‘Did you notice when you said the word feminist an alarm went off?’
Deborah Levy’s recent novel was declined for being ‘too literary’. A Booker-nomination followed
In that novel, and in her new collection of short stories, Black Vodka , Levy has a way of writing that is very present. “Its originality,” says the New York Times , “lies in its ellipses, its patterns and repetitions”.
Individual paragraphs are almost standalone stories in themselves. Nothing is extraneous and, in a handful of pages, Levy creates conflicting worlds.
In Cave Girl , a young woman decides to have a sex change – not to become a man, but to transform into “a pretend woman”.
“It’s quite a playful story,” the writer says, “but it’s very serious, too. To this young woman, a new, pretend version of herself is a fragile projection of what femininity is. Post-operation, she comes back, doesn’t have opinions and wants to please. To me, it’s based on a mix of anthropology, pop culture and feminist theory.”
From Cave Girl ’s protagonist to Kitty Finch and Isabel from Swimming Home , or the two Louises in Billy & Girl , Levy wants her female characters to be more than tropes.
“Any female writer who is worth reading has a job on her hands when it comes to female characters. She’s got to unknot a lot of stuff. How do you make a female character a subject rather than an object? Kitty is fragile, but really astute. Isabel – to do the thing she needed to do [have a career] – has to sacrifice her place in the home. These days a lot of women are asking themselves, ‘what is that place?’ anyway.”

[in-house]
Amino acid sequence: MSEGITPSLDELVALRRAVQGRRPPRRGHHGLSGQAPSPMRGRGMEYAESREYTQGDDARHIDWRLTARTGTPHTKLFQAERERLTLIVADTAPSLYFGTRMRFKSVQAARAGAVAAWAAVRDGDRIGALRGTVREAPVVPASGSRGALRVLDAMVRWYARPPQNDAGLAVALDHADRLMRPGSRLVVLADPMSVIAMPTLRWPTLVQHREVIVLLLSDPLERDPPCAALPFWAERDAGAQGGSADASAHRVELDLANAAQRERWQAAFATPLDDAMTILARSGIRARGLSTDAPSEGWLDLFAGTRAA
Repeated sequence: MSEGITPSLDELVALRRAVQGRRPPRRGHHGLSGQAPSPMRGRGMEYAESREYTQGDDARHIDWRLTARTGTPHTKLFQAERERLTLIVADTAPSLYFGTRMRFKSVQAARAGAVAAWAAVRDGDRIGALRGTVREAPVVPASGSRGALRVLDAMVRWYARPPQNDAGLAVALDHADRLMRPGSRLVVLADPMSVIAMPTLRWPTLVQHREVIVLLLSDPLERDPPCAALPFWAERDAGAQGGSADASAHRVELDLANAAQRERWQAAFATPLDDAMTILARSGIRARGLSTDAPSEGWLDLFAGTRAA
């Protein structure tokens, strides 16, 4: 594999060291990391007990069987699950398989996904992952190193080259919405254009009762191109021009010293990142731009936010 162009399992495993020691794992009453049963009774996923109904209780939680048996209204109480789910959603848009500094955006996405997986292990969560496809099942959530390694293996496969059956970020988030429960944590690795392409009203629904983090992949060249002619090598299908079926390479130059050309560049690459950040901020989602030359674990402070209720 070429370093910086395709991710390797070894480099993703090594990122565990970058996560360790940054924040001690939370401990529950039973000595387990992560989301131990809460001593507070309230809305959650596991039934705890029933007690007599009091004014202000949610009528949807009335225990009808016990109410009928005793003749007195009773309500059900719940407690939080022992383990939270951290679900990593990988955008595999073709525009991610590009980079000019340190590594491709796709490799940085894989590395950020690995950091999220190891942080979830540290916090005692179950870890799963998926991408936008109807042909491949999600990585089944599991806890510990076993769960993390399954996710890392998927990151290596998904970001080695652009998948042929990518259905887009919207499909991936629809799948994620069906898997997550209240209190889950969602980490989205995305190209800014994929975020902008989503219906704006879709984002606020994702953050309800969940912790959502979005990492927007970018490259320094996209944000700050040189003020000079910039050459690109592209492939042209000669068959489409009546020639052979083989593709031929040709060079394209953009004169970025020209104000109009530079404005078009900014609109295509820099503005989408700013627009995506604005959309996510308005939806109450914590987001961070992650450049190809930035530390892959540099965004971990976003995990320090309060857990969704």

There is a pronounced vein of feminism in her work and it’s a topic she has written about in non-fiction terms recently. In the hotel lobby, a fire drill starts.
“Did you notice when you said the word ‘feminist’ an alarm went off?” Levy laughs mischievously. “The patriarchy doesn’t like feminism, but what does it mean when women don’t like it? Women have a hard time at work and a hard time at home.
“There are all kinds of domestic and economic humiliations that they suffer all the time. We are very good at politicising it, but then it’s an entire culture’s gaze so we have to.”
Talking to Levy, there is a strong sense of politicisation, which possibly stems from her childhood in apartheid-era South Africa. Her father was an activist who taught township children to read and write, which was illegal. “I come from an ANC family and that whole generation . . . ” she trails off.